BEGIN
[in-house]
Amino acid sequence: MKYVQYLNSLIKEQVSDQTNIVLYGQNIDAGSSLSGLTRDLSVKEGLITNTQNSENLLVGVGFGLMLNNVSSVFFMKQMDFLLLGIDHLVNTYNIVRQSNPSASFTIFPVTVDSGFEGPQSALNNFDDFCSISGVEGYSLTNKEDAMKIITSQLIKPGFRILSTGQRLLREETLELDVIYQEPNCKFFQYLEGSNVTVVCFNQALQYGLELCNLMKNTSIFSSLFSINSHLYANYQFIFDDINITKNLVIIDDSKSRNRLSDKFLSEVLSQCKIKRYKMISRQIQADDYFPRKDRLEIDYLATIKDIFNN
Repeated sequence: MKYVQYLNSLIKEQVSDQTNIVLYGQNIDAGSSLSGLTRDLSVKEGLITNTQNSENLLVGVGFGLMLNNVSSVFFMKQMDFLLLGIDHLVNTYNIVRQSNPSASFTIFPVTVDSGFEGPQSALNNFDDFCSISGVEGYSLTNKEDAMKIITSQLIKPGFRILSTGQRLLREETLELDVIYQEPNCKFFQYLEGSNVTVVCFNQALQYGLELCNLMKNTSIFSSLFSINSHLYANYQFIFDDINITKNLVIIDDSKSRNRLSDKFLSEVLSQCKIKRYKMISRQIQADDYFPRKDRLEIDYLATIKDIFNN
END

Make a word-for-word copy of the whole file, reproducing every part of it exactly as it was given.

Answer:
[in-house]
Amino acid sequence: MKYVQYLNSLIKEQVSDQTNIVLYGQNIDAGSSLSGLTRDLSVKEGLITNTQNSENLLVGVGFGLMLNNVSSVFFMKQMDFLLLGIDHLVNTYNIVRQSNPSASFTIFPVTVDSGFEGPQSALNNFDDFCSISGVEGYSLTNKEDAMKIITSQLIKPGFRILSTGQRLLREETLELDVIYQEPNCKFFQYLEGSNVTVVCFNQALQYGLELCNLMKNTSIFSSLFSINSHLYANYQFIFDDINITKNLVIIDDSKSRNRLSDKFLSEVLSQCKIKRYKMISRQIQADDYFPRKDRLEIDYLATIKDIFNN
Repeated sequence: MKYVQYLNSLIKEQVSDQTNIVLYGQNIDAGSSLSGLTRDLSVKEGLITNTQNSENLLVGVGFGLMLNNVSSVFFMKQMDFLLLGIDHLVNTYNIVRQSNPSASFTIFPVTVDSGFEGPQSALNNFDDFCSISGVEGYSLTNKEDAMKIITSQLIKPGFRILSTGQRLLREETLELDVIYQEPNCKFFQYLEGSNVTVVCFNQALQYGLELCNLMKNTSIFSSLFSINSHLYANYQFIFDDINITKNLVIIDDSKSRNRLSDKFLSEVLSQCKIKRYKMISRQIQADDYFPRKDRLEIDYLATIKDIFNN